Andrew Downie – The Guardian, 2/21/2014
Like millions of other São Paulo residents, Telma Rodrigues spends a large part of her day going to and from work. She hates the commute, and not just because public transport is packed, slow and inefficient. She finds it boring.
Now there’s light at the end of the tunnel. As of last month, the Brazilian government is giving people such as Rodrigues a “cultural coupon” worth $20 a month – enough, the 26-year-old said, to buy a book to enliven her daily ride.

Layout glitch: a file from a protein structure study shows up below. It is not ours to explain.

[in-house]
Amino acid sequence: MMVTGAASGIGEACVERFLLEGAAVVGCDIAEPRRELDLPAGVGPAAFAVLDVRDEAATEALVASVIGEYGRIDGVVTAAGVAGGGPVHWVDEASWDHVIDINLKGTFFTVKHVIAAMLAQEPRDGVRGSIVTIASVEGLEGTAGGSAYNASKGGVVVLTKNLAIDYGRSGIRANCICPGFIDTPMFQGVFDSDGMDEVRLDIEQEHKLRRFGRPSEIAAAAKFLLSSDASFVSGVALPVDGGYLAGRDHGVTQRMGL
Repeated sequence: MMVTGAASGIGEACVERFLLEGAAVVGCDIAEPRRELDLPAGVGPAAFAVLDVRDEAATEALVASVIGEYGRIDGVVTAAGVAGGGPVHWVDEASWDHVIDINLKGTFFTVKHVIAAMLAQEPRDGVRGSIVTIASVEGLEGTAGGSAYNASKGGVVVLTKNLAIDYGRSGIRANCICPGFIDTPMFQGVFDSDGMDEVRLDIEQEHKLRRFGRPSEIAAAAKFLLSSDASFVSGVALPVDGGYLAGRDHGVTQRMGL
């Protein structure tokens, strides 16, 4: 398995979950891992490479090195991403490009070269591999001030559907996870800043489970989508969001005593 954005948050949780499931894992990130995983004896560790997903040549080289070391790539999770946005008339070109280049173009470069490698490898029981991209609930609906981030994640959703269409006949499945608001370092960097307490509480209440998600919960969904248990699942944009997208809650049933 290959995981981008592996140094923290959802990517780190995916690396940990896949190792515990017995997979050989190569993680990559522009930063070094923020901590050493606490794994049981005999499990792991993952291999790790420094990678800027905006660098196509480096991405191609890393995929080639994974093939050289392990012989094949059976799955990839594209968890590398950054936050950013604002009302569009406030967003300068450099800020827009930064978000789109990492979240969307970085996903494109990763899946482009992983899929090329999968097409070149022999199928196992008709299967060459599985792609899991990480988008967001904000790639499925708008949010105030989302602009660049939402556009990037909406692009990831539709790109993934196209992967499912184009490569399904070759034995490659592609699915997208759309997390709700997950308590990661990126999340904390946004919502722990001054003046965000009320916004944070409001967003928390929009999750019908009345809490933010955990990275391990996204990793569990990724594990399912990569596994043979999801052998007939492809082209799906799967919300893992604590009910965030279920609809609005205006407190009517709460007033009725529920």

The money, loaded on a magnetic card, is designated for purposes broadly termed cultural – though that could include dance lessons and visits to the circus in addition to books and movie tickets. In a country still battling high levels of poverty, the initiative has won widespread praise as a worthy and yet relatively cheap project. But it has still provoked questions. Is it the state’s job to fund culture? How will poor Brazilians use the money? How do you, or even should you, convince people their money will be better spent on Jules Verne rather than Justin Bieber?